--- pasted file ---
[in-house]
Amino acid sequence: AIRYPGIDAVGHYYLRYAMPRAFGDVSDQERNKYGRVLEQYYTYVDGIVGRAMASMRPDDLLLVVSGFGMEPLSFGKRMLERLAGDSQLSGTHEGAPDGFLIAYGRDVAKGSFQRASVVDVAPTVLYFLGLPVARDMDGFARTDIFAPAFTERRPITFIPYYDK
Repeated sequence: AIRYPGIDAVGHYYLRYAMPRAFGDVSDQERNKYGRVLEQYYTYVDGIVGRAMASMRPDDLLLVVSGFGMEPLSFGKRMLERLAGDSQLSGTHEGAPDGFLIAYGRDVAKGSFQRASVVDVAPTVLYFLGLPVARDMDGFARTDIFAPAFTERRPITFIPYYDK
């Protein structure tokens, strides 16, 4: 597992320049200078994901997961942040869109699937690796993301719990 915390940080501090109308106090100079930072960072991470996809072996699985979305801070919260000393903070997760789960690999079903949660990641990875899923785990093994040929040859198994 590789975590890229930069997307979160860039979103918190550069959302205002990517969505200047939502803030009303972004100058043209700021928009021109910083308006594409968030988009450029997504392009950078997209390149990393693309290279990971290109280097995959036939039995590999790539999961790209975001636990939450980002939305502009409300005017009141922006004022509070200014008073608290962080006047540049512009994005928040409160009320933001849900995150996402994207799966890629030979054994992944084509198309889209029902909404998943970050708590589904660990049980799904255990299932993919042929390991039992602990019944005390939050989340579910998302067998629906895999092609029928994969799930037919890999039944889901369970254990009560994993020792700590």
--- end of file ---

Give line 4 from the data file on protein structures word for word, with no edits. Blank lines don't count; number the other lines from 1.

């Protein structure tokens, strides 16, 4: 597992320049200078994901997961942040869109699937690796993301719990 915390940080501090109308106090100079930072960072991470996809072996699985979305801070919260000393903070997760789960690999079903949660990641990875899923785990093994040929040859198994 590789975590890229930069997307979160860039979103918190550069959302205002990517969505200047939502803030009303972004100058043209700021928009021109910083308006594409968030988009450029997504392009950078997209390149990393693309290279990971290109280097995959036939039995590999790539999961790209975001636990939450980002939305502009409300005017009141922006004022509070200014008073608290962080006047540049512009994005928040409160009320933001849900995150996402994207799966890629030979054994992944084509198309889209029902909404998943970050708590589904660990049980799904255990299932993919042929390991039992602990019944005390939050989340579910998302067998629906895999092609029928994969799930037919890999039944889901369970254990009560994993020792700590």